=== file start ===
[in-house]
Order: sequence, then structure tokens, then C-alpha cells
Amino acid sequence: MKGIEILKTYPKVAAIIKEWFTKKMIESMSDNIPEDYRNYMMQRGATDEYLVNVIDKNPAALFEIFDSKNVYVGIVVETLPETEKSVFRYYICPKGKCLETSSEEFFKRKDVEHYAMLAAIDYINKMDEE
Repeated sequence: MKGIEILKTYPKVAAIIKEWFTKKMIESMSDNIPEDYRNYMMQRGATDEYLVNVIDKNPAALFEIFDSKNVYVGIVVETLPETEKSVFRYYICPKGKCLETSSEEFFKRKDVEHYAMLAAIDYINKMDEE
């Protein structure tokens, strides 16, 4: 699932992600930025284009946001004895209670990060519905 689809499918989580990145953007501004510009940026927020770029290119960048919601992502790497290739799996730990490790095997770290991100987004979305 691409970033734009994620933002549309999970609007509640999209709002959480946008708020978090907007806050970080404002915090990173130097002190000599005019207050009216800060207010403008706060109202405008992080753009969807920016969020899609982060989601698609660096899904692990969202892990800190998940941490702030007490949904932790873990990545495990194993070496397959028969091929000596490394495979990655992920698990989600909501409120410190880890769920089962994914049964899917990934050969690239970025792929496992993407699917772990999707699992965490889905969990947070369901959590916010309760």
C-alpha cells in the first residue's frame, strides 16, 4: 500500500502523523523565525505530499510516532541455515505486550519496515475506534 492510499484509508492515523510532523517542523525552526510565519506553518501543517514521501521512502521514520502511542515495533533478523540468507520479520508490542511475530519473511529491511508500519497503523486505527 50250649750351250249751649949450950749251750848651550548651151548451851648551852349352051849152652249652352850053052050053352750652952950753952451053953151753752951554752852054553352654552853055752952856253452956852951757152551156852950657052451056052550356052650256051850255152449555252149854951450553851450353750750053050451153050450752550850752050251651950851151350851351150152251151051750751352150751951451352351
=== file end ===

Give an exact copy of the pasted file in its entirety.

[in-house]
Order: sequence, then structure tokens, then C-alpha cells
Amino acid sequence: MKGIEILKTYPKVAAIIKEWFTKKMIESMSDNIPEDYRNYMMQRGATDEYLVNVIDKNPAALFEIFDSKNVYVGIVVETLPETEKSVFRYYICPKGKCLETSSEEFFKRKDVEHYAMLAAIDYINKMDEE
Repeated sequence: MKGIEILKTYPKVAAIIKEWFTKKMIESMSDNIPEDYRNYMMQRGATDEYLVNVIDKNPAALFEIFDSKNVYVGIVVETLPETEKSVFRYYICPKGKCLETSSEEFFKRKDVEHYAMLAAIDYINKMDEE
């Protein structure tokens, strides 16, 4: 699932992600930025284009946001004895209670990060519905 689809499918989580990145953007501004510009940026927020770029290119960048919601992502790497290739799996730990490790095997770290991100987004979305 691409970033734009994620933002549309999970609007509640999209709002959480946008708020978090907007806050970080404002915090990173130097002190000599005019207050009216800060207010403008706060109202405008992080753009969807920016969020899609982060989601698609660096899904692990969202892990800190998940941490702030007490949904932790873990990545495990194993070496397959028969091929000596490394495979990655992920698990989600909501409120410190880890769920089962994914049964899917990934050969690239970025792929496992993407699917772990999707699992965490889905969990947070369901959590916010309760």
C-alpha cells in the first residue's frame, strides 16, 4: 500500500502523523523565525505530499510516532541455515505486550519496515475506534 492510499484509508492515523510532523517542523525552526510565519506553518501543517514521501521512502521514520502511542515495533533478523540468507520479520508490542511475530519473511529491511508500519497503523486505527 50250649750351250249751649949450950749251750848651550548651151548451851648551852349352051849152652249652352850053052050053352750652952950753952451053953151753752951554752852054553352654552853055752952856253452956852951757152551156852950657052451056052550356052650256051850255152449555252149854951450553851450353750750053050451153050450752550850752050251651950851151350851351150152251151051750751352150751951451352351